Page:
Used to be, you could count on donuts for two features: They were cheap, and they would kill you. But now, you can depend only on the latter. Most big cities now boast at least one shop offering exotically flavored donuts (chili mango, apricot cardamom) at prices heretofore reserved for something more substantial — like a Cadillac. Those Doughnut Plant desserts, for example, cost three times what you’d pay at the train station coffee shop.
The James Beard Foundation named artisan donuts one of its 2012 trends to watch, and there are plenty of places to watch it. Glazed and Infused in Chicago says one of its best sellers is the $3.25 Maple Bacon Long John, topped with an entire strip of bacon. In San Francisco, folks line up for pricey vegan donuts at Pepples. Pub crawlers favor Gourdough’s Big Fat Donuts in Austin, Texas, where treats max out at $6.25. And at Brooklyn’s Do or Dine, the $11 foie gras donuts sell out every night.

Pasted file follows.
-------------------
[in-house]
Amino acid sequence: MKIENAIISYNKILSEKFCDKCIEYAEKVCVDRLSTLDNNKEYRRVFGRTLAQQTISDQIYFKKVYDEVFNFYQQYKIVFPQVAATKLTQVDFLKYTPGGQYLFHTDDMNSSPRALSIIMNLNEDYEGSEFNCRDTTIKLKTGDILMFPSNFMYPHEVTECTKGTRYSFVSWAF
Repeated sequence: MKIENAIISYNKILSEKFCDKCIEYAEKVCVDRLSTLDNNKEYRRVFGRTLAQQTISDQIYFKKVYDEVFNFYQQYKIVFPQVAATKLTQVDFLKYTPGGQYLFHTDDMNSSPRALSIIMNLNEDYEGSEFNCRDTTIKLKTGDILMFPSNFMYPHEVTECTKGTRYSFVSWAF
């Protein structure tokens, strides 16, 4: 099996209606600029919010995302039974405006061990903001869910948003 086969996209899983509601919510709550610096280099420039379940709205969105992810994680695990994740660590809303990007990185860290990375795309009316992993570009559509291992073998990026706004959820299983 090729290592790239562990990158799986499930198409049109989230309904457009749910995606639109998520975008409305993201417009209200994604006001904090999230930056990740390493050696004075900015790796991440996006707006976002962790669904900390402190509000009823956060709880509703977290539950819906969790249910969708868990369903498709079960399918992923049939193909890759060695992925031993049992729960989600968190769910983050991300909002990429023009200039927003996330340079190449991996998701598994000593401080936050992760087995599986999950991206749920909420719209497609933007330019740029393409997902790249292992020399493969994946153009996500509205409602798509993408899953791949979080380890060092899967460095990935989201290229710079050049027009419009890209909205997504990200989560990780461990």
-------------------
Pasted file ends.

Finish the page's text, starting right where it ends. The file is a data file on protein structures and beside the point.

The craze comes amid a larger donut renaissance. Supermarket sales rose steadily after the recession, and revenue at Krispy Kreme and Dunkin’ Brands grew 17 percent over the past two years. When times are tough, we crave comfort food, says Anna Mowry, an editor at the Beard Foundation. And nothing puts you in a coma faster than a deep-fried wheel of flour and sugar.
But there’s more at stake: What folks really want, trend watchers say, is a small indulgence that can compensate for the bypassed vacation or new car. Thus we have the rage for microbrews, exotic soaps, pedicures and, yes, gourmet donuts. Ryan Palmer, a Gourdough’s founder, says that when he raised his prices by a dollar last year, nobody blinked. Five bucks is a lot for a donut, but it’s not too much for a special treat.
Photo credit: PeanutButterandOnions